Tuesday, October 14, 2003

Learning How to Learn for ABEM’s Lifelong Learning and Self-Assessment (LLSA) <em>and</em> Then the Lights Went Out

How are you and your colleagues in your practice addressing preparation for the Emergency Medicine Continuous Certification (EMCC) program? I’ve heard that some groups are trying a journal club approach for learning the content of these articles. Many commercial CME opportunities based on the LLSA articles are in development or already advertised. Taking advantage of our residency program and incorporating the LLSA articles into the formally presented content will teach our residents important content and help them improve critical literature review skills, but it may also draw more attending staff to these conferences. This past week’s resident conference session included an hour devoted to analyzing and discussing one of the 20 articles in the 2004 LLSA reading list (http://www.abem.org/faculty/index.htm) as part of our formal presentation of diagnosis and management of pulmonary embolism. It was the first time we directly incorporated this content into our conference and we plan to do work our way through all 20 articles this year.

So, I read the article in preparation for the conference and went as scheduled—and quickly discovered that I had read the words, but not applied critical reading and interpretation skills. I’m learning to read the emergency medicine literature all over again because of LLSA. Doctor Amy Church, our residency director, led off the discussion with a review of concepts: sensitivity, specificity, likelihood ratios negative and positive, etc. I disengaged a bit and then realized that Dr. Church was defining the negative likelihood ratio in a way I’d never heard it described previously. Now, she had my attention.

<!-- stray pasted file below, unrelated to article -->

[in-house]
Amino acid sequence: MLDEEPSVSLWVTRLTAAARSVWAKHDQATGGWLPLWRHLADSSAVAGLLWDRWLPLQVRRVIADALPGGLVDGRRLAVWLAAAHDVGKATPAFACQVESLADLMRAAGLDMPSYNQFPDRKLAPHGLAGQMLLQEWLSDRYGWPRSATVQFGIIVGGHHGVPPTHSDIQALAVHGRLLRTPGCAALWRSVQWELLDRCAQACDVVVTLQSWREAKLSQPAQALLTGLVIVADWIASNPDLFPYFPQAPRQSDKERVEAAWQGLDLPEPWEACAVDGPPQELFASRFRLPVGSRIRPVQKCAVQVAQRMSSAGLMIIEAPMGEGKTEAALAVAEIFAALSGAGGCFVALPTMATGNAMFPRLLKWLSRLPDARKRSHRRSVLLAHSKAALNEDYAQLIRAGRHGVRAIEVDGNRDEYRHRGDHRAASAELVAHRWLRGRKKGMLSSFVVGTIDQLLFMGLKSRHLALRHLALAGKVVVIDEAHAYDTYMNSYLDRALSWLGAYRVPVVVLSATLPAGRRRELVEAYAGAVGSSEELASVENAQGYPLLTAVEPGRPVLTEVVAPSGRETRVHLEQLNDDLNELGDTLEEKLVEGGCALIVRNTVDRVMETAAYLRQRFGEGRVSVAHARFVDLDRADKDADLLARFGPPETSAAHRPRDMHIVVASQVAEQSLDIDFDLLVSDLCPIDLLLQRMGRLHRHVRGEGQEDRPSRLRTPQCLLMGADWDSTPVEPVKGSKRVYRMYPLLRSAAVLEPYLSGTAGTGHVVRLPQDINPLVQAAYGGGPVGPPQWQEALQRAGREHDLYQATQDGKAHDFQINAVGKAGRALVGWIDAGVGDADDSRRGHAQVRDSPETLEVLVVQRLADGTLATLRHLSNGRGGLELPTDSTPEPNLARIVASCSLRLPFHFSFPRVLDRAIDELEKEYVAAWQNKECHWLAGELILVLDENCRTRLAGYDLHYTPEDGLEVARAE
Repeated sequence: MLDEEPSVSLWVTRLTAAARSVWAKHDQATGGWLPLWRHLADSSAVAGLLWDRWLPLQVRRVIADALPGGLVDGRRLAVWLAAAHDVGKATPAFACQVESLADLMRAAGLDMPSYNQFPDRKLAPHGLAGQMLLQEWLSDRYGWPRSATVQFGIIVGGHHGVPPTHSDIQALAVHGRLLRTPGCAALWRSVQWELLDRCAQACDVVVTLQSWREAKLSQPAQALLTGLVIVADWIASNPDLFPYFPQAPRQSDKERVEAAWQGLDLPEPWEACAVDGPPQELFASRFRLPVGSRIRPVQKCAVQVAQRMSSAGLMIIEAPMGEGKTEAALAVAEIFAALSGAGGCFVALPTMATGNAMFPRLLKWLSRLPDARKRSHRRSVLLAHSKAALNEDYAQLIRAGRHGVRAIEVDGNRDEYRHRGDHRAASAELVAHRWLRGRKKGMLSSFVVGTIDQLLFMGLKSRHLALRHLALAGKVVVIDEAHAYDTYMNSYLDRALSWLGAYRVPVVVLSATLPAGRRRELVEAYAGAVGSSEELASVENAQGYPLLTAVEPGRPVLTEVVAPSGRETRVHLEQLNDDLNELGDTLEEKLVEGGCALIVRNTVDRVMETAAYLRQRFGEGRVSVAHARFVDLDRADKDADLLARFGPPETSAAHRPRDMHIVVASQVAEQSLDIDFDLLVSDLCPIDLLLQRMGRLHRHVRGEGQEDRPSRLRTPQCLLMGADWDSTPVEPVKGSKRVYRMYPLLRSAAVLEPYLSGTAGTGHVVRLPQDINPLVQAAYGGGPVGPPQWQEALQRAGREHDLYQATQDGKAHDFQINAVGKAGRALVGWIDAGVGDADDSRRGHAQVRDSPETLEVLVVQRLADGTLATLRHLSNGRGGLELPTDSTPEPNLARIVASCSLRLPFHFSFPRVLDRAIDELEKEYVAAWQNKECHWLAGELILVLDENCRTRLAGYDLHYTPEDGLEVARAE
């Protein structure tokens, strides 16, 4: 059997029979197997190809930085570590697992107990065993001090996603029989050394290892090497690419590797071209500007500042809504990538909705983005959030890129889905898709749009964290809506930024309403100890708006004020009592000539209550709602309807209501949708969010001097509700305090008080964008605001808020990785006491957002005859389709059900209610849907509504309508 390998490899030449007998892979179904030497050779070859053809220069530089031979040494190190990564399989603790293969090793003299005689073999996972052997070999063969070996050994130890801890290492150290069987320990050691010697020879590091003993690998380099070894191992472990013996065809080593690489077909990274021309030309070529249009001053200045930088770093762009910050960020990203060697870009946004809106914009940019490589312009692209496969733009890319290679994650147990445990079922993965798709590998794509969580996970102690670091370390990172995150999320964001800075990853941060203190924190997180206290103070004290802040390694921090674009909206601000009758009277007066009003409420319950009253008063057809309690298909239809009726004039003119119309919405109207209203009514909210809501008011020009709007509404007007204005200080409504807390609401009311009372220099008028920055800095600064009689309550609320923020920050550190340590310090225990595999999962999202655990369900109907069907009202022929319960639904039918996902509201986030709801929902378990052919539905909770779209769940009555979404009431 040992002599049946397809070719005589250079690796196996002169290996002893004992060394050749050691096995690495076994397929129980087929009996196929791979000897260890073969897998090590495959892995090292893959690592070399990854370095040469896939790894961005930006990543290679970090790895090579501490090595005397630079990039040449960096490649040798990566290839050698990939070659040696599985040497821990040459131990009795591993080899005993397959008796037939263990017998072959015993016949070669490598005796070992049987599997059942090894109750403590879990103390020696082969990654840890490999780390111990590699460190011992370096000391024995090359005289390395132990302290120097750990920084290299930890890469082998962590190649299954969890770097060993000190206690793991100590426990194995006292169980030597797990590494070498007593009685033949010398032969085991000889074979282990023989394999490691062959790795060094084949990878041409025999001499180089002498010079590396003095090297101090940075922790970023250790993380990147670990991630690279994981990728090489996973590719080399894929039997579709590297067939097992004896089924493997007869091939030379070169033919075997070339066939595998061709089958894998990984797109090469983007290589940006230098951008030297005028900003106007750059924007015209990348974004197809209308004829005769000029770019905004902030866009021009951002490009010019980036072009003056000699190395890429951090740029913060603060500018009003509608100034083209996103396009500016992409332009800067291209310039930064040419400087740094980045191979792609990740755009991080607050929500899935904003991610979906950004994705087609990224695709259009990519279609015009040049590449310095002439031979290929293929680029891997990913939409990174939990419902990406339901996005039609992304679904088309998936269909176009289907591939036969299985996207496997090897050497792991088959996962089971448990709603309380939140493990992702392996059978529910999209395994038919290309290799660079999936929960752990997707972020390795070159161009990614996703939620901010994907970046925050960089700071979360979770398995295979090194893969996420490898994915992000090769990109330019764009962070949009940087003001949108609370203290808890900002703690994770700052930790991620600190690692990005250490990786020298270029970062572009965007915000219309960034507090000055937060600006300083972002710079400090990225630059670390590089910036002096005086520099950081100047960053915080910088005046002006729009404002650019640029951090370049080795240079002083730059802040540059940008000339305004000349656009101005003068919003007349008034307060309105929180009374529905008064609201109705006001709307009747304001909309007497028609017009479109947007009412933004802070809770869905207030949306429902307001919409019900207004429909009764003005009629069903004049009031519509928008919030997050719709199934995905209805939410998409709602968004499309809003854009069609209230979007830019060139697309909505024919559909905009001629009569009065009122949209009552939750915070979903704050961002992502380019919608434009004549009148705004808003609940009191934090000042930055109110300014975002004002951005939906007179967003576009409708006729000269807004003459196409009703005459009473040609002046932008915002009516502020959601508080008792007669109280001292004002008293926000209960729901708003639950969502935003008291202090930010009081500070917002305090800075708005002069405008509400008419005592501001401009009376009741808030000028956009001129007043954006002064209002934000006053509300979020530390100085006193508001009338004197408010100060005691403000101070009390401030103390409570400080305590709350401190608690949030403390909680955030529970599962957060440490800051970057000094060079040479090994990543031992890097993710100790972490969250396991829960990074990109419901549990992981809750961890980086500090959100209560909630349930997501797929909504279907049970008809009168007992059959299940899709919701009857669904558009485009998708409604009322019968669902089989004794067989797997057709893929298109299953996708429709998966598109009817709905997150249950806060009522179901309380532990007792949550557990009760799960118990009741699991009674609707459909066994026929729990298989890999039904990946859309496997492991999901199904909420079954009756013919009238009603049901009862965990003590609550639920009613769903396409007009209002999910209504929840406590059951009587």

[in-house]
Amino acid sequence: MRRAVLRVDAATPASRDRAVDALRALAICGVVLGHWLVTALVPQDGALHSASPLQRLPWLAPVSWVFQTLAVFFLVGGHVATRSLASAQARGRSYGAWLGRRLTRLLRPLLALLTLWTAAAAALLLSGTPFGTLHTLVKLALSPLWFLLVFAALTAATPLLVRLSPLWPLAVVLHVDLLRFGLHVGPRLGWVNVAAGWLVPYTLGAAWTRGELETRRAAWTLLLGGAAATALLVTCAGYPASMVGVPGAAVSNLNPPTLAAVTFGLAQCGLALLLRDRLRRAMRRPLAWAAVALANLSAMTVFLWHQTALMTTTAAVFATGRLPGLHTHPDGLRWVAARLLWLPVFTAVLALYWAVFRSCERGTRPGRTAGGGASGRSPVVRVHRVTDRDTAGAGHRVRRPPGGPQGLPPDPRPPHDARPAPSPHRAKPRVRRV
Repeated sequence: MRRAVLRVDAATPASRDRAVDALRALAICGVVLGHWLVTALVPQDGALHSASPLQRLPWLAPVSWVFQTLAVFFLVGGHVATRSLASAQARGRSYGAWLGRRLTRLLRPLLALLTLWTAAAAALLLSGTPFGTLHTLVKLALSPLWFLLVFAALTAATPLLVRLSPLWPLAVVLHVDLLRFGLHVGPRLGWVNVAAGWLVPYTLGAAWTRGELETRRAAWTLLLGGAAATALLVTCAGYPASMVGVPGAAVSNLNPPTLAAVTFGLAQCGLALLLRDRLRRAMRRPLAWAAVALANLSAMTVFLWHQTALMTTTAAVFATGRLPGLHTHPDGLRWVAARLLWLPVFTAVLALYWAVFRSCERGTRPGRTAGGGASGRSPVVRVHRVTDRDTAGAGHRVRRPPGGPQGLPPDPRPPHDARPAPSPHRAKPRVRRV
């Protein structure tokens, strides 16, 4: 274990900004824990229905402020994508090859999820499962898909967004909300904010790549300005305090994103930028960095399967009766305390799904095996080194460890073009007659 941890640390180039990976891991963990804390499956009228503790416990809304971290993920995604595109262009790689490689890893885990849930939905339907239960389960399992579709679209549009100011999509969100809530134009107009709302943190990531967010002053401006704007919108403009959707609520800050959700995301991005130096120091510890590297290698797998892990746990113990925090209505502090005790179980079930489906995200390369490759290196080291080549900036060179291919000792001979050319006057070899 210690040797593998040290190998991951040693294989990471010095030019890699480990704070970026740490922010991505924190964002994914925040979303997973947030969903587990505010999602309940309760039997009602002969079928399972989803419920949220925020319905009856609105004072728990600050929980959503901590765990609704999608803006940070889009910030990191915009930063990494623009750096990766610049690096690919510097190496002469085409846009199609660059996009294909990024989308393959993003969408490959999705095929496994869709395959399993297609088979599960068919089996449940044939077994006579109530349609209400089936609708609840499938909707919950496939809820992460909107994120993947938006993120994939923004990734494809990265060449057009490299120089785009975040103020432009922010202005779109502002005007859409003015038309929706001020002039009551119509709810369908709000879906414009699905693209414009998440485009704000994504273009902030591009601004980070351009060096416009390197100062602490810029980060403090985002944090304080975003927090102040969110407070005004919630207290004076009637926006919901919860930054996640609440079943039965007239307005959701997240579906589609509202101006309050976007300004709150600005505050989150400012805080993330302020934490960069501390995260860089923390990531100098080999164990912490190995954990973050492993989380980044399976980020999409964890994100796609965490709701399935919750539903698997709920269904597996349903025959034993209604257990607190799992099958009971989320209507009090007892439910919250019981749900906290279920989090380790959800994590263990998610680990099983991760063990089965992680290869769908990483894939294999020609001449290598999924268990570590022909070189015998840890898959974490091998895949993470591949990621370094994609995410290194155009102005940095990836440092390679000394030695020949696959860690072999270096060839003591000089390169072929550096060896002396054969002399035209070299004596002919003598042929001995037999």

Things went downhill from there . . . at least for my ego. I’ve read a lot over the past 28 years, for many years I reviewed manuscripts for several emergency medicine journals. Clearly the standards have risen and I’ve obviously slipped in my critical reading skills for the medical literature. So not only do I need to learn the content of these 20 articles, I need to pay attention to the core concepts of evidence-based medicine if I truly wish to grasp the important content. Thus the ABEM EMCC process reminds me that learning never stops at many different levels. This LLSA program is going to be challenging, but I’m certain I’ll learn what I need to learn; I’m not giving up my ABEM certification anytime soon!

But, applying the evidence based principles in the article on diagnostic tests for pulmonary embolism will surely challenge my practice. Fortunately, today we work from practice guidelines more often than not and though our electronic record won’t be implementing decision support for some time yet, the selection of laboratory tests for pulmonary embolism this paper speaks to is something we can mostly work out with our chair of pathology and laboratory director. For surely that’s part of the purpose of the LLSA component of ABEM’s: integration of the important new knowledge into our practice.